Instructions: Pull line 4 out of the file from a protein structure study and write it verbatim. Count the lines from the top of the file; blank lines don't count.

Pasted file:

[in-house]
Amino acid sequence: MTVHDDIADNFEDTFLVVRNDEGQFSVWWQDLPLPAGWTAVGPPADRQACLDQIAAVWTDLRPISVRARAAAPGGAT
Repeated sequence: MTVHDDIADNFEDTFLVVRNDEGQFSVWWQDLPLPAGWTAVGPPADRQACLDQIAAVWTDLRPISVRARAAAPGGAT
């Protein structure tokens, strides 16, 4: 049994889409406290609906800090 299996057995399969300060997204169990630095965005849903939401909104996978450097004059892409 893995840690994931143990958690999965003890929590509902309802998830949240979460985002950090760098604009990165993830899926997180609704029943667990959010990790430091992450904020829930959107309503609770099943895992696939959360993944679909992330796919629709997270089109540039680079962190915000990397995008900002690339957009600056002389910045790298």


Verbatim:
């Protein structure tokens, strides 16, 4: 049994889409406290609906800090 299996057995399969300060997204169990630095965005849903939401909104996978450097004059892409 893995840690994931143990958690999965003890929590509902309802998830949240979460985002950090760098604009990165993830899926997180609704029943667990959010990790430091992450904020829930959107309503609770099943895992696939959360993944679909992330796919629709997270089109540039680079962190915000990397995008900002690339957009600056002389910045790298």